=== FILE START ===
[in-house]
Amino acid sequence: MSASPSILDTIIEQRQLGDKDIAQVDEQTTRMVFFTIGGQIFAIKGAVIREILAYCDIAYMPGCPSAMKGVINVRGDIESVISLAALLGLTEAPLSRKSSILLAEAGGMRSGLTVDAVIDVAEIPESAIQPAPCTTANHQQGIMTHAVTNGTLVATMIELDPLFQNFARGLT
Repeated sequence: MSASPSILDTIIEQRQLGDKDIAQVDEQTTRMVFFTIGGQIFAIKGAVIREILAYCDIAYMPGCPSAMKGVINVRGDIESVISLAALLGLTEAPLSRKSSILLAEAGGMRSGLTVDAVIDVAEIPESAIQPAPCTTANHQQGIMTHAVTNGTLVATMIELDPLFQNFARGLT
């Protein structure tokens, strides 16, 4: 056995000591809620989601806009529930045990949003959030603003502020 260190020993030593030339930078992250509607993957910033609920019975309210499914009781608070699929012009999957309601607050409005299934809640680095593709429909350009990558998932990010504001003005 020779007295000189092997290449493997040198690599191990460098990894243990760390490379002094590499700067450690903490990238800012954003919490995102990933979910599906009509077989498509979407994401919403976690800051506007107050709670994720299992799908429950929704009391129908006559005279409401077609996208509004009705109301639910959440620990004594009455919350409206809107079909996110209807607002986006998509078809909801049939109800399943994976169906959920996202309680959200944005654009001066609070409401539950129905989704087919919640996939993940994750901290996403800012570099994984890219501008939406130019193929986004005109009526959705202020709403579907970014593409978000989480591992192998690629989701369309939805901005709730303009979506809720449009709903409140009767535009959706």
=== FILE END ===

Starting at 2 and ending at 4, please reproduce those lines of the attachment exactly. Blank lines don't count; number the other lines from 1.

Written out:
Amino acid sequence: MSASPSILDTIIEQRQLGDKDIAQVDEQTTRMVFFTIGGQIFAIKGAVIREILAYCDIAYMPGCPSAMKGVINVRGDIESVISLAALLGLTEAPLSRKSSILLAEAGGMRSGLTVDAVIDVAEIPESAIQPAPCTTANHQQGIMTHAVTNGTLVATMIELDPLFQNFARGLT
Repeated sequence: MSASPSILDTIIEQRQLGDKDIAQVDEQTTRMVFFTIGGQIFAIKGAVIREILAYCDIAYMPGCPSAMKGVINVRGDIESVISLAALLGLTEAPLSRKSSILLAEAGGMRSGLTVDAVIDVAEIPESAIQPAPCTTANHQQGIMTHAVTNGTLVATMIELDPLFQNFARGLT
């Protein structure tokens, strides 16, 4: 056995000591809620989601806009529930045990949003959030603003502020 260190020993030593030339930078992250509607993957910033609920019975309210499914009781608070699929012009999957309601607050409005299934809640680095593709429909350009990558998932990010504001003005 020779007295000189092997290449493997040198690599191990460098990894243990760390490379002094590499700067450690903490990238800012954003919490995102990933979910599906009509077989498509979407994401919403976690800051506007107050709670994720299992799908429950929704009391129908006559005279409401077609996208509004009705109301639910959440620990004594009455919350409206809107079909996110209807607002986006998509078809909801049939109800399943994976169906959920996202309680959200944005654009001066609070409401539950129905989704087919919640996939993940994750901290996403800012570099994984890219501008939406130019193929986004005109009526959705202020709403579907970014593409978000989480591992192998690629989701369309939805901005709730303009979506809720449009709903409140009767535009959706």